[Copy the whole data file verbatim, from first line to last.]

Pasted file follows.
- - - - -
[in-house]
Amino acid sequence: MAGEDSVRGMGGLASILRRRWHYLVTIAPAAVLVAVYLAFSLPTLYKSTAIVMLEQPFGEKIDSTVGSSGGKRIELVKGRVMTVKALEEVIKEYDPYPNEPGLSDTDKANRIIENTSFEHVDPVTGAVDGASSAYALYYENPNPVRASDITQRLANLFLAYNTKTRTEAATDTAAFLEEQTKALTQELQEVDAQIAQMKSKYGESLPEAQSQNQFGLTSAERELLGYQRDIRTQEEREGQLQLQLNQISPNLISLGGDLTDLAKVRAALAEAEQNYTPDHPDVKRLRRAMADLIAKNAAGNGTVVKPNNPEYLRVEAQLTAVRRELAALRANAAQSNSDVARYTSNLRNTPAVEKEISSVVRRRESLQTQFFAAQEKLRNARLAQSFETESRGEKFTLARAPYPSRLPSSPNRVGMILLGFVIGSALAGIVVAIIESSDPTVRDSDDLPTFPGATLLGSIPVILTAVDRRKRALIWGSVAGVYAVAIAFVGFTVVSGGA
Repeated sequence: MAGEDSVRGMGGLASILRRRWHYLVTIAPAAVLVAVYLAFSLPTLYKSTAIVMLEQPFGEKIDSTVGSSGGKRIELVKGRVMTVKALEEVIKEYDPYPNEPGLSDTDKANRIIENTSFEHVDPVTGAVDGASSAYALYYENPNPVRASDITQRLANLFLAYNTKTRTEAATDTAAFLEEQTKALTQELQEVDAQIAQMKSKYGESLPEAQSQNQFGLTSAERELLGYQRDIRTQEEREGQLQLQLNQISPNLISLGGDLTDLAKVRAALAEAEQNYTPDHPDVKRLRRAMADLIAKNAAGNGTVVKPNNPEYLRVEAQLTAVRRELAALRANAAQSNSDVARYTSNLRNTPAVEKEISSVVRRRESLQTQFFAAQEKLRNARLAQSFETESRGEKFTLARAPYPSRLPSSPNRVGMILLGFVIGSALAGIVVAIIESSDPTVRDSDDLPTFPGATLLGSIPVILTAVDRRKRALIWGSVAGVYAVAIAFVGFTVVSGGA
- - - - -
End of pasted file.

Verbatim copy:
[in-house]
Amino acid sequence: MAGEDSVRGMGGLASILRRRWHYLVTIAPAAVLVAVYLAFSLPTLYKSTAIVMLEQPFGEKIDSTVGSSGGKRIELVKGRVMTVKALEEVIKEYDPYPNEPGLSDTDKANRIIENTSFEHVDPVTGAVDGASSAYALYYENPNPVRASDITQRLANLFLAYNTKTRTEAATDTAAFLEEQTKALTQELQEVDAQIAQMKSKYGESLPEAQSQNQFGLTSAERELLGYQRDIRTQEEREGQLQLQLNQISPNLISLGGDLTDLAKVRAALAEAEQNYTPDHPDVKRLRRAMADLIAKNAAGNGTVVKPNNPEYLRVEAQLTAVRRELAALRANAAQSNSDVARYTSNLRNTPAVEKEISSVVRRRESLQTQFFAAQEKLRNARLAQSFETESRGEKFTLARAPYPSRLPSSPNRVGMILLGFVIGSALAGIVVAIIESSDPTVRDSDDLPTFPGATLLGSIPVILTAVDRRKRALIWGSVAGVYAVAIAFVGFTVVSGGA
Repeated sequence: MAGEDSVRGMGGLASILRRRWHYLVTIAPAAVLVAVYLAFSLPTLYKSTAIVMLEQPFGEKIDSTVGSSGGKRIELVKGRVMTVKALEEVIKEYDPYPNEPGLSDTDKANRIIENTSFEHVDPVTGAVDGASSAYALYYENPNPVRASDITQRLANLFLAYNTKTRTEAATDTAAFLEEQTKALTQELQEVDAQIAQMKSKYGESLPEAQSQNQFGLTSAERELLGYQRDIRTQEEREGQLQLQLNQISPNLISLGGDLTDLAKVRAALAEAEQNYTPDHPDVKRLRRAMADLIAKNAAGNGTVVKPNNPEYLRVEAQLTAVRRELAALRANAAQSNSDVARYTSNLRNTPAVEKEISSVVRRRESLQTQFFAAQEKLRNARLAQSFETESRGEKFTLARAPYPSRLPSSPNRVGMILLGFVIGSALAGIVVAIIESSDPTVRDSDDLPTFPGATLLGSIPVILTAVDRRKRALIWGSVAGVYAVAIAFVGFTVVSGGA